Supplements and Smokers

A new research study has linked high doses of B6 and B12 to an increased risk of developing lung cancer in male smokers.1 Taking certain supplements have been a concern for smokers in the past, the most studied is beta-carotene.2 Beta-carotene has been considered contraindicated in high doses for heavy smokers since the 1990s when studies showed it to have a negative effect on lung cancer outcomes in this population. Apparently, trying to take something good in order to outweigh something bad isn’t always a course of action that pans out very well.

Too Much of a Good Thing

The reason why this counter-intuitive effect is seen is not known completely. However, researchers suspect it may have something to do with the vitamins (B6 and B12) increasing the growth potential of cancer cells that have already begun to form as a result of tobacco use. A case where the good things we do for our bodies are good for all types of cells, including the cancer cells.

Vitamins Appear to Affect Women Smokers Differently

Male smokers taking high doses of vitamin B6 and B12 in individual supplements were shown to have a 30 to 40 percent increased risk of developing lung cancer compared to men who did not take the supplements, but who still smoked. Taking 20 mg of B6 a day for 10 years showed a threefold higher risk, and 55 mcg of B12 for the same period showed a fourfold increase in risk of developing lung cancer. The interesting thing is that the vitamins were not found to affect women smokers in the same way.

This research is not contradicting that smoking causes lung cancer, but concludes that these vitamins actually can hasten the process of cancer development.

VITamins and Lifestyle (VITAL) Cohort Study

The study itself looked at more than 77,000 adults, who were part of the VITamins And Lifestyle (VITAL) cohort study. All individuals were between 50-76 years of age, and recruited from Washington state. All results were adjusted for smoking history, age, race, education, body habits, alcohol use, and history of cancer, or chronic lung disease both personally and in the family; anti-inflammatory drug use was also was taken into account.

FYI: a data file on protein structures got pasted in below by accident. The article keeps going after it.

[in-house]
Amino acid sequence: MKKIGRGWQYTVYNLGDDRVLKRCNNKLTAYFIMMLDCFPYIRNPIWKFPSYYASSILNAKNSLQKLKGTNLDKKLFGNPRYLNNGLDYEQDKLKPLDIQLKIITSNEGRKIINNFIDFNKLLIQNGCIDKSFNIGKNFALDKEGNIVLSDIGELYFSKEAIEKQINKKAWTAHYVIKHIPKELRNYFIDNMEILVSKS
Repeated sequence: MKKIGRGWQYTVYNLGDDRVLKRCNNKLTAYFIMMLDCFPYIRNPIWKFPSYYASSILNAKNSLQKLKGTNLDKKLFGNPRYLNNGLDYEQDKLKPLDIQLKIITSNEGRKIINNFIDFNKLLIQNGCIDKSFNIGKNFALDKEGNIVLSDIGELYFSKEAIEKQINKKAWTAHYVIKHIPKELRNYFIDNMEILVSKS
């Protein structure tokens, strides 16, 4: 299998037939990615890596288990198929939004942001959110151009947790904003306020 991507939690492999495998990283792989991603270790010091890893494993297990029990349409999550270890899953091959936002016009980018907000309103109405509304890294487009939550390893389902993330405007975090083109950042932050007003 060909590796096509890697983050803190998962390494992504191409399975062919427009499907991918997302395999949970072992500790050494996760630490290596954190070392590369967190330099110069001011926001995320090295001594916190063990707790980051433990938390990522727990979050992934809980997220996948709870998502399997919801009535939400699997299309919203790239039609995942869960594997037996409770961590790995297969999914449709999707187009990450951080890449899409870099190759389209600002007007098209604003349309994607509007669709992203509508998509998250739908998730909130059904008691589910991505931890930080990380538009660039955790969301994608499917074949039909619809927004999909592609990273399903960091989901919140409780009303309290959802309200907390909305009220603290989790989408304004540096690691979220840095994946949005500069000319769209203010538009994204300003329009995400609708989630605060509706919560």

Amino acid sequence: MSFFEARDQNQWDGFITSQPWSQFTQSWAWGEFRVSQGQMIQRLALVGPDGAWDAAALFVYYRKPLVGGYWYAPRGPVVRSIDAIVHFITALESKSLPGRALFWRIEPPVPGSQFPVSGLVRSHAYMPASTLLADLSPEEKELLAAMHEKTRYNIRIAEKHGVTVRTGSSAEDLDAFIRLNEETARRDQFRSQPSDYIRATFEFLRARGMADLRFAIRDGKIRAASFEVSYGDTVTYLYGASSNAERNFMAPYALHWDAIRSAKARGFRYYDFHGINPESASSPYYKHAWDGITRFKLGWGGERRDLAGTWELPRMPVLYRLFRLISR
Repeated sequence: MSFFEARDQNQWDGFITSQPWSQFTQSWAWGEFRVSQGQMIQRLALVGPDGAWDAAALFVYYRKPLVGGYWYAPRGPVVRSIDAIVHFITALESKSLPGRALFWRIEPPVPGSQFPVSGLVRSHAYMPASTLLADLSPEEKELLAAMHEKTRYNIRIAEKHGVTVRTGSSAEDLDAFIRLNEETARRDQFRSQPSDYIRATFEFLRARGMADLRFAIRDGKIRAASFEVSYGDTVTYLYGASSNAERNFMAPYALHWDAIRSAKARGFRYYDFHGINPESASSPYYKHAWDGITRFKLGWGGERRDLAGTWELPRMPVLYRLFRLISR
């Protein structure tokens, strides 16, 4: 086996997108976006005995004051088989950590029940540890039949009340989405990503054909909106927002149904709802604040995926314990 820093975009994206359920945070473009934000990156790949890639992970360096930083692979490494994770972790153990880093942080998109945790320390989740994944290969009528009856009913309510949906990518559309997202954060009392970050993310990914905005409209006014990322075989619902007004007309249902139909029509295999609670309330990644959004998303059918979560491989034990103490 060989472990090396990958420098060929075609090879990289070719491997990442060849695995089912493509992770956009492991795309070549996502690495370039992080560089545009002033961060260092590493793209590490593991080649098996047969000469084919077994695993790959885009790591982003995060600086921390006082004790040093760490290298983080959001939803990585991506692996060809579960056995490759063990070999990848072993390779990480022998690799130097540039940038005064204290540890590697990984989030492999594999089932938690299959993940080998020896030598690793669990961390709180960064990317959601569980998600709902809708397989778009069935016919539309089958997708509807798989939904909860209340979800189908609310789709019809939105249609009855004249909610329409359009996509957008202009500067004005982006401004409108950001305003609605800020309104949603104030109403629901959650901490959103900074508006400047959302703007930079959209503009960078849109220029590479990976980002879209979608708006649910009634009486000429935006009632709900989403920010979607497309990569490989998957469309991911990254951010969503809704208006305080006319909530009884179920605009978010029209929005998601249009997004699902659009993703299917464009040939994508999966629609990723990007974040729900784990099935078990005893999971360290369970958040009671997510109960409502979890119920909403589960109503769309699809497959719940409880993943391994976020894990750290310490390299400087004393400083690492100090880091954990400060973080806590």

Study Specific to Supplements, not Food

This study was specific to people who were taking vitamin supplements, not getting B vitamins from their food. In addition, the doses being taken were greater than the RDA recommendations, which are 1.3 mg and 2.4 mcg for B6 and B12 respectively for men. The study was also specific to men who were current smokers, not for men who had been smokers previously.

Sources:

  1. Brasky TM, White E, Chen CL, et al. Long-Term, Supplemental, One-Carbon Metabolism–Related Vitamin B Use in Relation to Lung Cancer Risk in the Vitamins and Lifestyle (VITAL) Cohort. Journal of Clinical Oncology . 2017
  2. Goralczyk R. Beta-carotene and lung cancer in smokers: review of hypotheses and status of research. Nutr Cancer. 2009;61(6):767-74.
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Node Smith, ND, is a naturopathic physician in Portland, OR and associate editor for NDNR. He has been instrumental in maintaining a firm connection to the philosophy and heritage of naturopathic medicine among the next generation of docs. He helped found the first multi-generational experiential retreat, which brings elders, alumni, and students together for a weekend camp-out where naturopathic medicine and medical philosophy are experienced in nature. Four years ago he helped found the non-profit, Association for Naturopathic ReVitalization (ANR), for which he serves as the board chairman. ANR has a mission to inspire health practitioners to embody the naturopathic principles through experiential education. Node also has a firm belief that the next era of naturopathic medicine will see a resurgence of in-patient facilities which use fasting, earthing, hydrotherapy and homeopathy to bring people back from chronic diseases of modern living; he is involved in numerous conversations and projects to bring about this vision.

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